Although most Democrats running for the state legislature in the Bay area are being out-fundraised by their GOP opponents, St. Petersburg-based House Democrat Dwight Dudley isn't one of them, as he faces Republican Bill Young with two weeks to go in the House District 68 race, which encompasses St. Petersburg and Pinellas Park.
Dudley has kept himself in the news cycle more than most House Democrats by seizing on voter antipathy towards Duke Energy, before it was hip to do so. Now, with recent reports about the public utility being accused of offering higher rates to local businesses and churches to add to its other less-than-customer service-friendly ways, it's become a bit fashionable in Pinellas County to criticize the local power utility, with state Senator Jack Latvala leading the way.
"What I’ve noticed is this great enthusiasm has started to occur about ten minutes before Election Day," Dudley replied sardonically on Monday morning, where he arrived early to greet Charlie Crist at an early voting press event in downtown St. Pete. "I've been working on this for more than two and a half years and had zero help until now." But while admitting he might be a "bit jaded," he's also hopeful that meaningful change can finally take place next year in Tallahassee when it comes to the investor-owned utilities.
But he says that proposed legislation from Latvala and Kathleen Peters is more about the "freckles and the warts on the elephant," the elephant itself being the repeal of the utility tax that the Legislature voted in back in 2006 that allowed Duke to charge ratepayers to build a new nuclear plant in Levy County (that was later canceled) and upgrade the existing Crystal River plant.
"That’s the elephant we need to manage, handle and take care of that elephant, not just the freckles and the warts, " says Dudley, an attorney based in St. Petersburg who won the then-open House seat in a bitterly contested contest against Frank Farkas.
Dudley would also like to reform the Public Service Commission, but a bill he previously filed that would require those members to be democratically elected (instead of appointed by the governor and subjected to approval by the Legislature) from a specific region of the state to make them more accountable has languished in Tallahassee. His focus on reforming that regulatory body hasn't diminished, however.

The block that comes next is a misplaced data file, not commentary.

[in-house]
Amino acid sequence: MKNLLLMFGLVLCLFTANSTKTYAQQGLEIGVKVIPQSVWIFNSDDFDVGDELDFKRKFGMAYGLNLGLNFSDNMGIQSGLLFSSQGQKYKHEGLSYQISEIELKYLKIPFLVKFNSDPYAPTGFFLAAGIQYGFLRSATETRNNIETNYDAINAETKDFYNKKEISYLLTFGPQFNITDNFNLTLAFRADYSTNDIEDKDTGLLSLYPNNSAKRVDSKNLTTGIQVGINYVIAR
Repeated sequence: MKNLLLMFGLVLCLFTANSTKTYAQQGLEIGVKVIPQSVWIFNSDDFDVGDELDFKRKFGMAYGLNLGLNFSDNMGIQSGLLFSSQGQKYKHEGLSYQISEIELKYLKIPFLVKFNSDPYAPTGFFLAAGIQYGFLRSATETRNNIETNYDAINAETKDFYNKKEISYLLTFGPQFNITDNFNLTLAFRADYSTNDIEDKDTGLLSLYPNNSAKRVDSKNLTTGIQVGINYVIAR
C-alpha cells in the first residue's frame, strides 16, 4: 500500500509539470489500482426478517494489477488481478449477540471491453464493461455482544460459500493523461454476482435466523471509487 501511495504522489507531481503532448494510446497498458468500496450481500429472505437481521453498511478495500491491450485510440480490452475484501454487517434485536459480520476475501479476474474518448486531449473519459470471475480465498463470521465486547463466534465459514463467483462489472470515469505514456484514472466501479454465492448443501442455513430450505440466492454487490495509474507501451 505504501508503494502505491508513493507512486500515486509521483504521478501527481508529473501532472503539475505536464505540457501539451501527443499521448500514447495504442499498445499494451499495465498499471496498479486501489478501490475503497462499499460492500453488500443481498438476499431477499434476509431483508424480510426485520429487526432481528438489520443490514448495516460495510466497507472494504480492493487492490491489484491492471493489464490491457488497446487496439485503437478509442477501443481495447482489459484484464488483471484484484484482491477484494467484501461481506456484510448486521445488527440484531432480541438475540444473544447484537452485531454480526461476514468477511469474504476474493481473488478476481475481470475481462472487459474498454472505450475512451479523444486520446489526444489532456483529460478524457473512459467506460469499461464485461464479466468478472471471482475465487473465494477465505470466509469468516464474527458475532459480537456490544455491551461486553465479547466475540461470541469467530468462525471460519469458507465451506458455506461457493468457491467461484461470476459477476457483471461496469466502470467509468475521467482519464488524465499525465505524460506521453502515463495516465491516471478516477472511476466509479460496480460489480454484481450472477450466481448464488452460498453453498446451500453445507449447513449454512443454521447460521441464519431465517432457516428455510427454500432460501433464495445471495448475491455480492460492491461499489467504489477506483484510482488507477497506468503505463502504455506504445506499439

"The PSC is more of a farm team and a training place for these investor-owned utilities to harvest talent and help teach them to beat all the rules and the regulations," he says, adding that regulatory reform bills died because of partisan politics. He now says he's cautiously optimistic they'll get a different look in 2015. "I need to have cooperation from the other side, so I look forward to that happening," he says, before admitting that due to the past couple of years he's concerned and suspicious that won't happen.
Dudley accuses his opponent, Bill Young, of taking campaign contributions "from people that aren't helpful to us," meaning the investor-owned utilities. A review of Young's campaign contributors does show several donations from TECO energy, but he denied he has taken contributions from Duke, and there are no donations from that company listed.
However, he has taken $500 to Duke's Florida president, Alex Glenn, and $500 from another Duke official. But Young told the Tampa Bay Times' Curtis Krueger that he didn't know that Glenn was Duke's president. Young did not return CL's call for comment. But the candidate was asked about those contributions at a recent political forum in Pinellas County. Watch below: